Women who lead other women are always of interest to me. Such is the case with the mother hen who is teaching the sewing class in Quesmay. Um Rghad is a divorced mother with two daughters in college. Her weathered face is stern yet loving. In class, she is a cross between a drill sergeant and first grade teacher. During our last visit she couldn’t stop bragging about the skill that her 15 students had already displayed in just 5 lessons. Bringing a skirt that one of the students had made, she remarked that “this stitching would take normal students 15 lessons to achieve.” The students were thrilled by our visit. Like well acculturated Americans we brought a meal of Manaish (bread with spices) and juice to share with the class. When they took their break we got to spend time getting to know them better and talk to them about the bags we will be making in the future. They had many questions for my us. About our family, where we were from, and as usual why we're having some many kids. “So much for family planning,” was Um Rghad’s joyful comment. We explained that each one was planned and each one is a blessing to raise and love. The ladies all responded well to seeing the sample bags I had brought. Um Rghad remarked that she was going to memorize two of the designs and make them for her daughters because she loved them so much. By the end of our talk the students were very eager to start working on making the handbags, but I tried to reassure them that each lesson that Um Rghad was teaching them had a specific purpose. Because our goal is not that you only know how to make a purse but that you develop math skills, measuring skills, group interaction skills, and leadership development that you can use not just in the classroom but in your own house and the community. Um Rghad and the ladies seemed very pleased to have us there and I am eagerly awaiting our next visit.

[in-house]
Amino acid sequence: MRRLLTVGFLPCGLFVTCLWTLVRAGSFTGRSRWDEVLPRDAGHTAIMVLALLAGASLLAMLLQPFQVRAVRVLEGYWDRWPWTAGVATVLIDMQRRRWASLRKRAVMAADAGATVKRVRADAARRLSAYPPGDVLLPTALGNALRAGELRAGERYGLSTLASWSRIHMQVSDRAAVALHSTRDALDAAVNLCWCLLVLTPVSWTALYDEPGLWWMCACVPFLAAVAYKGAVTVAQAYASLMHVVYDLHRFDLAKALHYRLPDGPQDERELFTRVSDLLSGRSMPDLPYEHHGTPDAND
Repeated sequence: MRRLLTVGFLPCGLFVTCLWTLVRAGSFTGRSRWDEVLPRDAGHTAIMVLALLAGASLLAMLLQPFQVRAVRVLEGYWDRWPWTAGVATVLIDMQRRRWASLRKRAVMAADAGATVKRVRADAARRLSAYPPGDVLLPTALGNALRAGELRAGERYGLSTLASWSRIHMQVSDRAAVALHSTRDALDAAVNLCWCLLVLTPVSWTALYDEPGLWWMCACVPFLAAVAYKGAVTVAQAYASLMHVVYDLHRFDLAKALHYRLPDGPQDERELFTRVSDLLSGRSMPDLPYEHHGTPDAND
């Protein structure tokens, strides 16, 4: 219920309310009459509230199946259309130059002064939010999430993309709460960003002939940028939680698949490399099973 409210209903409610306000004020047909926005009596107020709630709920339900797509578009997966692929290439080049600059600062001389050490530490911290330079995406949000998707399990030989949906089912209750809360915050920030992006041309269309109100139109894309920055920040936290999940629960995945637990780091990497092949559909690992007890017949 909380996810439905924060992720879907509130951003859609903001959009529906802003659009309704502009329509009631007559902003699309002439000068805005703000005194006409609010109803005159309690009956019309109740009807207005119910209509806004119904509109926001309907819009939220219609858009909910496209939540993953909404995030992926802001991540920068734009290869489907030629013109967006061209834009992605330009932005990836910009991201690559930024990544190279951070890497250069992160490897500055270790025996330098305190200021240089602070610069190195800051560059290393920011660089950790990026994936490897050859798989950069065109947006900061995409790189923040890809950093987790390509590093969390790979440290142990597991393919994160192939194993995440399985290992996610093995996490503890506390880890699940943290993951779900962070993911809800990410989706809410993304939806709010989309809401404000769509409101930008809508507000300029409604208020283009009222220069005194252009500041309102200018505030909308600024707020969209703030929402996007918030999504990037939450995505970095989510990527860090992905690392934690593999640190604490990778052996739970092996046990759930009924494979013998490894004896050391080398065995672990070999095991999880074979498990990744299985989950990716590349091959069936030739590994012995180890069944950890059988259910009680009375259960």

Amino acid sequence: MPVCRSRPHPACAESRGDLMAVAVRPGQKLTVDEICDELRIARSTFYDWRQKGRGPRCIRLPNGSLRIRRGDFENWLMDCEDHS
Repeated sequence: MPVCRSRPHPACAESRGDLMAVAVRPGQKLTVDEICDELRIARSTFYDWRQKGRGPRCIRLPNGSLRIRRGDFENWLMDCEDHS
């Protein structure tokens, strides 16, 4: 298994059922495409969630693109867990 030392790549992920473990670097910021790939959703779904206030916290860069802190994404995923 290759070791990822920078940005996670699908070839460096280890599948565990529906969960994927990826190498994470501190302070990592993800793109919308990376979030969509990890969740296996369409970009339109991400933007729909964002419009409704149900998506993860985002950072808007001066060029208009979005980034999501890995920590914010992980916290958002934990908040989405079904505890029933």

Yesterday, we had the opportunity to share some of the principles of Dave Ramsey's Financial Peace University with a small group of Arab women. These are some of the same women who are currently in sewing training classes and who will hopefully be making the Ten Thirty Three bags. It went well, and they seemed interested for the most part. Hopefully, it peaked their interest enough that they will want to continue developing some of the habits and skills to appropriately budget their income. Even though their income is nearly nothing. Some of these women live in homes with young children and are living on about 350 dollars a month. It is hard to talk to them about financial choices when most of their income goes to buy food. Milk can cost $6 a gallon. Regardless, they still have some choices, and we want to help them make the best ones.
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